The orange draws attention to the things I want you to notice when you’re visiting my site, like my email opt-in forms, call-to-action buttons and the headline on the home page.
Color Picking Tools to Help You Find Analogous or Complimentary Color Schemes
Web Colour Data will give you the hex codes used in any site as well as the colors used on the color wheel so you can see where they are in comparison to each other. Shown at right is the color data for my site.
It also shows you other sites which use similar colors. Try plugging your site in to see what other sites use similar colors and if you like the look and feel of those. Pay attention to the sites’ target audiences.
Another great tool is the Color Wizard. If you have one color that you’re sure you want to use but are having trouble picking colors to go with it, you can plug that number’s hex code into this tool and discover all sorts of color schemes based on the parameters you choose.
Finally, Add Tints + Shades
Now that you’ve chosen your 3 main colors (3 analogous colors OR 2 analogous colors + 1 complimentary color) start using these colors throughout your site.
You may find that you need darker (shades) and lighter (tints) versions of these 3 main colors to create contrast or draw more or less attention to something.
Play around with the colors until you find something you really like, but try not to use too many variations of your 3 main colors, else your color scheme starts to look too chaotic.
View the DYOB Color Series to learn more about specific colors.
Please share your color scheme with us below (list your hex colors or provide a link in your comment)!
Do you have questions, comments or need a little guidance? Please comment below, I make every effort reply as soon as possible.
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Thanks for some great tools you mentioned in this blog post. Color is one of the area I’ve been struggling with. Sometimes when I got the right color for the design, I’ve no idea on how to use them to mix together and often leads to only color being used most of the time and the other two colors just on the minor parts such as border, button etc.
ps: I’m working on new custom Genesis themes.
I’m so glad you liked the tips I provided. Color is a hard one to figure out on your own, but once you start learning the basic principles of it, it gets a lot easier to figure out a nice palette.
I love Genesis, so right on about your new themes!
Great information about colors, this is a very difficult subject for a newbie like me. After reading your blog I have selected a new color scheme. Thanks.
I’m so glad this helped you to pick a new color scheme! Let me know if you need any more help or feedback! 🙂
Thanks for these great tips, I have saved your site to my favourites, you have some great advice. Sufficed to say I am never happy with my blog and always tweaking so I can’t wait to try some of your tips.
Oh gosh don’t I know it! I’ve spent so much time tweaking mine and I still don’t like it haha!
Im so glad you find my advice useful, thank you for letting me know, it means a lot!
This is a very difficult subject, at least foe me. My main blog is about blogging and I didn’t think much when I chose a few colors. Only recently, I removed most of those colors after a reader told me, my blog was difficult to read due to so many colors. I still have 2-3 colors other than black and white, but I was suggested a color scheme like Jeff Goins or Jon Morrow use – just one other color in addition to black and white.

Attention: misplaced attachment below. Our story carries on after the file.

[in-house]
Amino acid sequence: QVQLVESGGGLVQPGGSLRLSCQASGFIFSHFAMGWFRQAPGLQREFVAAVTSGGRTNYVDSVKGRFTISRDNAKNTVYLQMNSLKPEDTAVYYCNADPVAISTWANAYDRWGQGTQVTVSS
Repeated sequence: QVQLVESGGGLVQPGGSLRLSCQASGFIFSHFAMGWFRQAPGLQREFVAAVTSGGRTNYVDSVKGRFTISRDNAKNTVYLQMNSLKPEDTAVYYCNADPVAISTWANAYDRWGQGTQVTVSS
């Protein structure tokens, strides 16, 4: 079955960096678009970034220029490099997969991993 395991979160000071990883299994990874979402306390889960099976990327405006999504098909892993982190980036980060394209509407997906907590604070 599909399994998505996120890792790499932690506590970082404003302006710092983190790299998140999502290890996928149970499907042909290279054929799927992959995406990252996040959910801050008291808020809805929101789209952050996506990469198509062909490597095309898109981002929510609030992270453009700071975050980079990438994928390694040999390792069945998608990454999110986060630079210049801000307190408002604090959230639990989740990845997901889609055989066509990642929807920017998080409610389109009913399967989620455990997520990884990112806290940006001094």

I tried to minimize the font colors used for the blog pages but old posts still use some green and red and even blue. I loved to use the three primary colors more, for some reason. I even used lime green for highlighting the start and end paragraphs. It was difficult on the eyes and I still need to edit old posts and remove these colors, since I manually colored those paragraphs.
It’d be difficult for me to choose 3 pallete color scheme like you said. Can you help me a little, here? I do like complete black and white only color scheme as it looks professional, along with big fonts which are easy on the eyes.
Now, the pages at RaspalWrites.com I wish to keep at this domain (making it just my writer website), and move the blog part to another domain I recently purchased. RaspalWrites.com/blog would point to the new domain, but I could use the three pallete scheme for the new blog and keep the writer site just black and white.
What would you suggest? Would appreciate some help here, but take your time to reply.
Raspal, color can be very subjective so it’s difficult for me to say what you should use exactly. I would start by looking at other writer sites that you admire (the sites, not the authors!) and see if there are any common color themes going on.
That said, I think that sticking with the black and white and one other color is a good idea. Red is a pretty heavy color (see http://designyourownblog.com/blog-design/color/using-red-in-blog-web-design/) and you might consider using just little touches of red here and there or a softer color to make it easier on the eyes.
Does that help?
Thank you for your valuable reply! I’ll check out some more writer sites right now.
Jeff Goins’ writer site and blog I do admire. He uses just black and white and a red for the titles and text in the sidebar. Even his headshot background is red.
On Writetodone (the biggest writer blog), it’s light blue/blue gray along with black and white. In the top bar and optin form, there’s a red though. The blue color used looks pretty dull to me.
Carol Tice’s writer site uses two green shades (one is a cool one) in addition to the usual blak and white. On her blog though, she has two reds instead.